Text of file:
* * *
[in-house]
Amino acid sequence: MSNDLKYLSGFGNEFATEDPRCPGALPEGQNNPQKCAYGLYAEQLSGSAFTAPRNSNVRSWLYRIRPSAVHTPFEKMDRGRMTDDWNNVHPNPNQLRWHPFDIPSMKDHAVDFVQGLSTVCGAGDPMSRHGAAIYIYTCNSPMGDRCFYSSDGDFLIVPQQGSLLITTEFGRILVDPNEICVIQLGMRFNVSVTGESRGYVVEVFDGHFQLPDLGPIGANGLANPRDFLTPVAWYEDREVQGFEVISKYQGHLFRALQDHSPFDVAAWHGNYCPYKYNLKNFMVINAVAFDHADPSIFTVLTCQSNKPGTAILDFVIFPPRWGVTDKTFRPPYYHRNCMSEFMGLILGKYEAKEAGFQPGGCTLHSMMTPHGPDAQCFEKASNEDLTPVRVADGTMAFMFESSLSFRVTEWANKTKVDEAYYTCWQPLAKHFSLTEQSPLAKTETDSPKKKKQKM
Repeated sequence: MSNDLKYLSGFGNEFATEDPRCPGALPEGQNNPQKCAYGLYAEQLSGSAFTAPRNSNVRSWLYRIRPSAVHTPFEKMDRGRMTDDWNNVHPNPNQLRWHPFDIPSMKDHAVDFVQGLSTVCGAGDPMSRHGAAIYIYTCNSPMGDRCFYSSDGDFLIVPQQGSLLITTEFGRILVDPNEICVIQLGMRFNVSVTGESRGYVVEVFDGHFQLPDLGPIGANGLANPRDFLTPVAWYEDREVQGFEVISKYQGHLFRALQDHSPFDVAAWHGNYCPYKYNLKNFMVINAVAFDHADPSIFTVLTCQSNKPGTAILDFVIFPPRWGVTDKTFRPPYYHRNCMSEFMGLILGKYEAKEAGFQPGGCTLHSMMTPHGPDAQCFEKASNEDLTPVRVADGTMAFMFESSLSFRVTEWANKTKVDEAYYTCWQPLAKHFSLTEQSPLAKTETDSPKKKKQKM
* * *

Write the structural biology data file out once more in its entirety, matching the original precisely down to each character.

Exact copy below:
[in-house]
Amino acid sequence: MSNDLKYLSGFGNEFATEDPRCPGALPEGQNNPQKCAYGLYAEQLSGSAFTAPRNSNVRSWLYRIRPSAVHTPFEKMDRGRMTDDWNNVHPNPNQLRWHPFDIPSMKDHAVDFVQGLSTVCGAGDPMSRHGAAIYIYTCNSPMGDRCFYSSDGDFLIVPQQGSLLITTEFGRILVDPNEICVIQLGMRFNVSVTGESRGYVVEVFDGHFQLPDLGPIGANGLANPRDFLTPVAWYEDREVQGFEVISKYQGHLFRALQDHSPFDVAAWHGNYCPYKYNLKNFMVINAVAFDHADPSIFTVLTCQSNKPGTAILDFVIFPPRWGVTDKTFRPPYYHRNCMSEFMGLILGKYEAKEAGFQPGGCTLHSMMTPHGPDAQCFEKASNEDLTPVRVADGTMAFMFESSLSFRVTEWANKTKVDEAYYTCWQPLAKHFSLTEQSPLAKTETDSPKKKKQKM
Repeated sequence: MSNDLKYLSGFGNEFATEDPRCPGALPEGQNNPQKCAYGLYAEQLSGSAFTAPRNSNVRSWLYRIRPSAVHTPFEKMDRGRMTDDWNNVHPNPNQLRWHPFDIPSMKDHAVDFVQGLSTVCGAGDPMSRHGAAIYIYTCNSPMGDRCFYSSDGDFLIVPQQGSLLITTEFGRILVDPNEICVIQLGMRFNVSVTGESRGYVVEVFDGHFQLPDLGPIGANGLANPRDFLTPVAWYEDREVQGFEVISKYQGHLFRALQDHSPFDVAAWHGNYCPYKYNLKNFMVINAVAFDHADPSIFTVLTCQSNKPGTAILDFVIFPPRWGVTDKTFRPPYYHRNCMSEFMGLILGKYEAKEAGFQPGGCTLHSMMTPHGPDAQCFEKASNEDLTPVRVADGTMAFMFESSLSFRVTEWANKTKVDEAYYTCWQPLAKHFSLTEQSPLAKTETDSPKKKKQKM